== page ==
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Asia-Pacific

Sri Lanka begins elephant census despite boycott

media Elephants in Sri Lanka babasteve/Open access

Sri Lanka began its first national elephant survey Friday in an attempt to count all of the elephants in its national parks. But some wildlife groups are boycotting the headcount.

Some 4,000 people are taking part in the two-day survey, with enumerators heading out at dawn on Friday to start counting at watering holes and lakes commonly used by elephants.

Hundreds of conservationists decided not to take part after Wildlife Minister S M Chandrasena suggested that the results of the survey would be used to identify elephants to be domesticated.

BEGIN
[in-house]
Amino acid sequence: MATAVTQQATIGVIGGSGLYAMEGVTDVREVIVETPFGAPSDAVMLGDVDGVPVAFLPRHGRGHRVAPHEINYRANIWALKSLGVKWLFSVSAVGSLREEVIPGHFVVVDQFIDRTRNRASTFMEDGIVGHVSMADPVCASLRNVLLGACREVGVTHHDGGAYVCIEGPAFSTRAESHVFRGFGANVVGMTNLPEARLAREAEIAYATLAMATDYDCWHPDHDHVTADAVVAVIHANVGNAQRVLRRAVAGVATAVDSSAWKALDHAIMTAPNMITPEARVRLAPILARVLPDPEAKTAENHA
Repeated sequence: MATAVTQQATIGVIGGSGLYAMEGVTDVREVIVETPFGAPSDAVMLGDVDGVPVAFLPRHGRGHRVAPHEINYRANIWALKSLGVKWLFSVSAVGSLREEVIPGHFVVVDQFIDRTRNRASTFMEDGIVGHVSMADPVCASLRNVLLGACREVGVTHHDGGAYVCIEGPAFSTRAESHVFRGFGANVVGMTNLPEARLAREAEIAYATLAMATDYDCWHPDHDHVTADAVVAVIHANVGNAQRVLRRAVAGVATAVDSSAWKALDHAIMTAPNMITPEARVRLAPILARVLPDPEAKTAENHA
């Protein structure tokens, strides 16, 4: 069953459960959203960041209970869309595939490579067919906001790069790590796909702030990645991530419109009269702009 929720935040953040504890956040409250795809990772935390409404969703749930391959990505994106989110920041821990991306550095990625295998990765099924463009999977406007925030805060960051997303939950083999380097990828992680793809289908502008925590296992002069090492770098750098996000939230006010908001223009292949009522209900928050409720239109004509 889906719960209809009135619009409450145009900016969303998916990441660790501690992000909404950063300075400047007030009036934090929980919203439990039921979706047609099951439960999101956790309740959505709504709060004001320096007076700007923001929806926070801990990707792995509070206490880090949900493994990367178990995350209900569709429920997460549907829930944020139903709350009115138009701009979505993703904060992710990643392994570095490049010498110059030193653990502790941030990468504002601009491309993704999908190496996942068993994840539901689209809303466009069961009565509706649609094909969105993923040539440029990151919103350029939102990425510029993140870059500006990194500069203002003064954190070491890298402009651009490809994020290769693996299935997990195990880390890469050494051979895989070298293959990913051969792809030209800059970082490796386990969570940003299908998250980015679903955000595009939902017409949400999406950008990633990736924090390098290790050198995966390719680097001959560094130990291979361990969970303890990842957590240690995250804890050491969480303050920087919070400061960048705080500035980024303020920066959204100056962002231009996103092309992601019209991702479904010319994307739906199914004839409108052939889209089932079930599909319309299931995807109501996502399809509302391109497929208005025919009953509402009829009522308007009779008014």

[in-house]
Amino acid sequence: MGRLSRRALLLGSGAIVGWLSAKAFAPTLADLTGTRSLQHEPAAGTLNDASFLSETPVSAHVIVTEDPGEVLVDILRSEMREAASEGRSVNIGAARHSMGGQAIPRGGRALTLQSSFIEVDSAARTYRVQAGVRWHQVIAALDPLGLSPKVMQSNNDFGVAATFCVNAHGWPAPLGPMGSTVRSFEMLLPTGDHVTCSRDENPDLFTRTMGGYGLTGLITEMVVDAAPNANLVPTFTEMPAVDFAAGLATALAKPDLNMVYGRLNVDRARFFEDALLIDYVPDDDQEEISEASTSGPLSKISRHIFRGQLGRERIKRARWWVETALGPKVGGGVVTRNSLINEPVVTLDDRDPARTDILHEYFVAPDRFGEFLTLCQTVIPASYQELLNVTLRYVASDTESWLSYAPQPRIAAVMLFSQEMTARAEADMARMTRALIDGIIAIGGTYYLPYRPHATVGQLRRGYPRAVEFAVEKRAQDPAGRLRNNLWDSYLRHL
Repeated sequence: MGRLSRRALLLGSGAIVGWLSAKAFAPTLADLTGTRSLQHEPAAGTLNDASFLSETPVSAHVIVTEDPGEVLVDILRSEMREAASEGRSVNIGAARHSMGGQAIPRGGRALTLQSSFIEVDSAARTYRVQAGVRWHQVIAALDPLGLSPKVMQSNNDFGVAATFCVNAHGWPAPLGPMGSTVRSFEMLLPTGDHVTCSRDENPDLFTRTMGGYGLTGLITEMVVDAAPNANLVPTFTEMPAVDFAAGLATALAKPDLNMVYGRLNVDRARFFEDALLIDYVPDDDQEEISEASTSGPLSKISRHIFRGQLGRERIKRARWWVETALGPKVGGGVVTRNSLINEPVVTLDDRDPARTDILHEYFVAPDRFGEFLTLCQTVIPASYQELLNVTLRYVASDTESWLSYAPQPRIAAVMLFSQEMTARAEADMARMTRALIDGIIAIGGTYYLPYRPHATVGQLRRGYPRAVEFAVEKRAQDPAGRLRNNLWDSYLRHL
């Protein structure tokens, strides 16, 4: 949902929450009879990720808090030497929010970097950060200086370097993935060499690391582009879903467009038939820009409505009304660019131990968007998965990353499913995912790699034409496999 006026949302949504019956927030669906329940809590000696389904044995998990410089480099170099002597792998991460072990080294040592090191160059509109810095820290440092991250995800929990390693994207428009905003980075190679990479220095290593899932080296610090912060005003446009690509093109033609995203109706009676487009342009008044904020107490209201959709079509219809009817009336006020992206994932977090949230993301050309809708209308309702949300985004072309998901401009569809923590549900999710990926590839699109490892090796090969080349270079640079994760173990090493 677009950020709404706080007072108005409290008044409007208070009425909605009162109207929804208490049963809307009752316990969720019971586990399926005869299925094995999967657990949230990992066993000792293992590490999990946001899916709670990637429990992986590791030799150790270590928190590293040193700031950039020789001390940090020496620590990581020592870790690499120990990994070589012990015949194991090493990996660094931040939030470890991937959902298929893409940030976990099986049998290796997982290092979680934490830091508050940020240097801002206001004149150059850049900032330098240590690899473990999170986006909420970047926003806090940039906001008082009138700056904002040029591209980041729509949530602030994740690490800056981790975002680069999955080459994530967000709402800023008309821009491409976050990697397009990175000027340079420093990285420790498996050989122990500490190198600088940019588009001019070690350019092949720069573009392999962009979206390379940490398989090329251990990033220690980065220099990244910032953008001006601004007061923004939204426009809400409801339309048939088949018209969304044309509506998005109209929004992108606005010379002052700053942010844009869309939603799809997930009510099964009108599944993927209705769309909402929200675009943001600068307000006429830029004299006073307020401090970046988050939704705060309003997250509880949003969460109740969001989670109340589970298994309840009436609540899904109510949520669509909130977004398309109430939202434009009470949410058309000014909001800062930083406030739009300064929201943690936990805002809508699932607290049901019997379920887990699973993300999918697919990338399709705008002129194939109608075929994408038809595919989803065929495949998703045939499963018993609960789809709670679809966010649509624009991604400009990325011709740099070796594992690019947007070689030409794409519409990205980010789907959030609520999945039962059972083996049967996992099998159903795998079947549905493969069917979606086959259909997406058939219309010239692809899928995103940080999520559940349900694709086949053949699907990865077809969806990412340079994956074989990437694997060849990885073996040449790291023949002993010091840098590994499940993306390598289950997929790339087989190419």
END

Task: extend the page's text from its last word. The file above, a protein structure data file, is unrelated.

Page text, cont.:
“Calves suitable for pageants will be chosen during the elephant census, tamed and handed over to the [Buddhist] temples,” he said according to the Colombo-based Daily Mirror newspaper.

Wildlife officials have denied plans to use census data to capture wild elephants.

Sri Lanka boasted 12,000 elephants in 1900, according to officials at the Department of Wildlife Conservation. The current estimate is just 4,000.

 

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